What you need to know
Chinese activist questions arrest in Ivanka Trump factory probe.
By Yanan Wang
Labour activist Hua Haifeng had avoided legal trouble in his 14 years investigating companies in China, but that changed after he looked into a factory that made shoes for Ivanka Trump's brand.
Hua and two colleagues had worked undercover in factories that manufactured shoes for the brand of US President Donald Trump's daughter and other foreign firms when they were detained in May.
The 36-year-old activist and the two other men, who work for New York-based non-profit China Labor Watch (CLW), were accused of using "spying and other monitoring equipment".
The government has intensified a crackdown on human rights activists and lawyers in recent years.
But Hua told AFP he believes the factory's link to the Ivanka Trump brand may have been a "factor that attracted police interest", though he cannot confirm it.
"As for Ms. Ivanka and her family, I want to say that business activities should abide by business regulations, and not use a family's political resources for personal commercial gain," said Hua.
Hua, who was released on bail in June along with his colleagues, said he was interrogated on 16 occasions for up to three hours at a time. He was kept in a shared cell where he slept beside a urine bucket.
For the first week he was not given access to a lawyer, but the father of two said his conditions gradually improved as his wife paid the authorities to give him better food.
Li Qiang, CLW's founding director, said the case marks the first time activists have faced police trouble in the non-profit's 17-year history.
"But this is the first time we've investigated Ivanka Trump (suppliers), so it may very well be related to the brand," Li said.
'Respect the law'
The activists had been probing two plants owned by major footwear producer Huajian Group -- one in the city of Dongguan in southern Guangdong province, the other in southern Jiangxi province's Ganzhou.
A CLW statement alleged that factory employees worked 15-hour days with minimal breaks and no overtime pay, among other labor abuses.
Collectively, the investigators worked undercover at the factories for several weeks between March and May.
Huajian Group did not respond to repeated requests for comment, but it has previously denied the allegations.
For her part, Ivanka Trump company president Abigail Klem said in a statement: "After discussions with our licensee, we have determined that Ivanka Trump brand products have not been produced at the factory in question since March."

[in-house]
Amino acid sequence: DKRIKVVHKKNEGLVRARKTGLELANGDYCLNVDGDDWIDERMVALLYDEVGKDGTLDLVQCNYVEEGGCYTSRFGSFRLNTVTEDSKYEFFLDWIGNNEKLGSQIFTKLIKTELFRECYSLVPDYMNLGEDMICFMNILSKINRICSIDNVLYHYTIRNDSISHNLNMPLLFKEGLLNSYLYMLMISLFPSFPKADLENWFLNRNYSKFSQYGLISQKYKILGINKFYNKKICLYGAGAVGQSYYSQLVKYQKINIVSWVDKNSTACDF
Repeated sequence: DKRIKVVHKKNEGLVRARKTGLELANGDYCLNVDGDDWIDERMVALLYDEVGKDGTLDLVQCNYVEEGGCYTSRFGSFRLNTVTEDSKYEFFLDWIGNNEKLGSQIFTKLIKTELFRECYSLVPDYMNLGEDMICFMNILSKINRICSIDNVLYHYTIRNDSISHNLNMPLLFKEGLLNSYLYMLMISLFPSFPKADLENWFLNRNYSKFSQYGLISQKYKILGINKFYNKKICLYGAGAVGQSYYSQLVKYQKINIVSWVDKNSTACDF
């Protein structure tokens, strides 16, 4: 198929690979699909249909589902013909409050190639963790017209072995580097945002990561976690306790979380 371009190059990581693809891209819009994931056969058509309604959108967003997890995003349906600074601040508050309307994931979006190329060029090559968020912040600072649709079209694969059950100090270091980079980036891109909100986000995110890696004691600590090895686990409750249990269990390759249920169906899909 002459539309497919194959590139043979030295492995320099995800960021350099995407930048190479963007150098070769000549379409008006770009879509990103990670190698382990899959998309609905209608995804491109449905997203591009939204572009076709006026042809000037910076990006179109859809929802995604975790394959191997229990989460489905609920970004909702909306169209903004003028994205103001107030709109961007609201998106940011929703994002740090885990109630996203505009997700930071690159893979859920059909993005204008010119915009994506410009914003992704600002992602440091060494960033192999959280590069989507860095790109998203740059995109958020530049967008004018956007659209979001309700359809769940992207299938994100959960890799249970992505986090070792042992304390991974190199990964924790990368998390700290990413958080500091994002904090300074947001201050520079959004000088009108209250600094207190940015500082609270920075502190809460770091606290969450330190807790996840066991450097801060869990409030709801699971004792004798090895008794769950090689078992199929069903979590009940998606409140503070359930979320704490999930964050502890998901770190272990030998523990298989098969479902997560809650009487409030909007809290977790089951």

But CLW said they found the Ivanka Trump company listed on Huajian's production schedules for May and June, along with several other prominent overseas fashion brands.
The investigators' arrest put a fresh spotlight on Chinese business activities linked to the US presidential family.
Ivanka Trump, who is a White House advisor, has taken a formal leave of absence from her fashion brand, announcing in January that she is no longer involved with the company's management or day-to-day operations.
Her husband, Jared Kushner, is also a top aide to the US president and his own family business has come under scrutiny over its financial dealings in China.
"I don't know much about (Ivanka Trump's) women's fashion brand, but any company or brand should respect the law and fulfill their responsibility towards society," Hua said.
The activist said the police in their questioning had been focused on a watch equipped with a camera, which was in a suitcase but had never been used.
He said he only took cell phone photos of the public areas surrounding Dongguan.
Hua worked in one factory for a day and was detained before he could go to another one.
Hua and his fellow investigators have not been officially charged, nor has a trial date been set.
Authorities said the case was still being investigated and declined to provide additional information.
Hua, back home in central Hubei province, vowed to never stop doing labor rights work.
"China is the world's factory; our workers work for the entire world," he said. "In the decades since economic reform and opening up, the labor community has paid too much."